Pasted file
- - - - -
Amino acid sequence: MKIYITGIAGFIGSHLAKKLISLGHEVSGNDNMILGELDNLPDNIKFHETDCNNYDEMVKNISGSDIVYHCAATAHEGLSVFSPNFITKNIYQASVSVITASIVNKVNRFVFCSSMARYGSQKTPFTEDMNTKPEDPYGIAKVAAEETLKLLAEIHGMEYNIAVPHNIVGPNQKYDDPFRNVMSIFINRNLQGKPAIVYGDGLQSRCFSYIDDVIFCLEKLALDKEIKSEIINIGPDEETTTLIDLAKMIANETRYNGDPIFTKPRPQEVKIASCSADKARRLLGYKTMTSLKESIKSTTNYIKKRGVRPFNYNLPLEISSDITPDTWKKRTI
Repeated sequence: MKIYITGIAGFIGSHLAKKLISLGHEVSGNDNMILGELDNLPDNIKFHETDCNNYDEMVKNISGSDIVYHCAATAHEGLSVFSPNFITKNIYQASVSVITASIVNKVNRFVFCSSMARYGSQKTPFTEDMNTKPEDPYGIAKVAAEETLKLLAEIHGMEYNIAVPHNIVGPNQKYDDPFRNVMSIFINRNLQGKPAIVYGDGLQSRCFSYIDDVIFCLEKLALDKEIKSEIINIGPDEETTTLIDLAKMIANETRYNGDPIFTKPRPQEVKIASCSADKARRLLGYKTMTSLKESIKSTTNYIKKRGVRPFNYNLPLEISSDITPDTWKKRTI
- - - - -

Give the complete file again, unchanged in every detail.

Amino acid sequence: MKIYITGIAGFIGSHLAKKLISLGHEVSGNDNMILGELDNLPDNIKFHETDCNNYDEMVKNISGSDIVYHCAATAHEGLSVFSPNFITKNIYQASVSVITASIVNKVNRFVFCSSMARYGSQKTPFTEDMNTKPEDPYGIAKVAAEETLKLLAEIHGMEYNIAVPHNIVGPNQKYDDPFRNVMSIFINRNLQGKPAIVYGDGLQSRCFSYIDDVIFCLEKLALDKEIKSEIINIGPDEETTTLIDLAKMIANETRYNGDPIFTKPRPQEVKIASCSADKARRLLGYKTMTSLKESIKSTTNYIKKRGVRPFNYNLPLEISSDITPDTWKKRTI
Repeated sequence: MKIYITGIAGFIGSHLAKKLISLGHEVSGNDNMILGELDNLPDNIKFHETDCNNYDEMVKNISGSDIVYHCAATAHEGLSVFSPNFITKNIYQASVSVITASIVNKVNRFVFCSSMARYGSQKTPFTEDMNTKPEDPYGIAKVAAEETLKLLAEIHGMEYNIAVPHNIVGPNQKYDDPFRNVMSIFINRNLQGKPAIVYGDGLQSRCFSYIDDVIFCLEKLALDKEIKSEIINIGPDEETTTLIDLAKMIANETRYNGDPIFTKPRPQEVKIASCSADKARRLLGYKTMTSLKESIKSTTNYIKKRGVRPFNYNLPLEISSDITPDTWKKRTI